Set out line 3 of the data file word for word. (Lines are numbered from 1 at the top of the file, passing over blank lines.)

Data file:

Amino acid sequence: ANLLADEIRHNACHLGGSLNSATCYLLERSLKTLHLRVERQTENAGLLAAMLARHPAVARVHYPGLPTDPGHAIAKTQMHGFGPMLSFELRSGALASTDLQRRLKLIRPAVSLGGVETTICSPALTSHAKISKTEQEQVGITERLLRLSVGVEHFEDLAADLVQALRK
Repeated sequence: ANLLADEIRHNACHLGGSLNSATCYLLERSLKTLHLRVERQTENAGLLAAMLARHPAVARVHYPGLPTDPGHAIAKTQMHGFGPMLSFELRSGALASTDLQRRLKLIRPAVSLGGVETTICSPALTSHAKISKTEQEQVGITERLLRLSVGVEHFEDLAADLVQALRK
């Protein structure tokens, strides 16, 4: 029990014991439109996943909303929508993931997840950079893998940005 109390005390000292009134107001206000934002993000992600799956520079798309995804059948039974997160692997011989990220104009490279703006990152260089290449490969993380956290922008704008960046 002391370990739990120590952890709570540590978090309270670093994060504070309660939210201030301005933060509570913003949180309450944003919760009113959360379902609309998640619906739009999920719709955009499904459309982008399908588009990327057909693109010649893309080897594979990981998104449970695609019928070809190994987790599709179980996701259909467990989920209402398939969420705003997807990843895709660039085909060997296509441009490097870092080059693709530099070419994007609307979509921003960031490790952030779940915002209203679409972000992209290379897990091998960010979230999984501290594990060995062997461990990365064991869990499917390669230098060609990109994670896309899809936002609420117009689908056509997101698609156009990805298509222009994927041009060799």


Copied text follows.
């Protein structure tokens, strides 16, 4: 029990014991439109996943909303929508993931997840950079893998940005 109390005390000292009134107001206000934002993000992600799956520079798309995804059948039974997160692997011989990220104009490279703006990152260089290449490969993380956290922008704008960046 002391370990739990120590952890709570540590978090309270670093994060504070309660939210201030301005933060509570913003949180309450944003919760009113959360379902609309998640619906739009999920719709955009499904459309982008399908588009990327057909693109010649893309080897594979990981998104449970695609019928070809190994987790599709179980996701259909467990989920209402398939969420705003997807990843895709660039085909060997296509441009490097870092080059693709530099070419994007609307979509921003960031490790952030779940915002209203679409972000992209290379897990091998960010979230999984501290594990060995062997461990990365064991869990499917390669230098060609990109994670896309899809936002609420117009689908056509997101698609156009990805298509222009994927041009060799």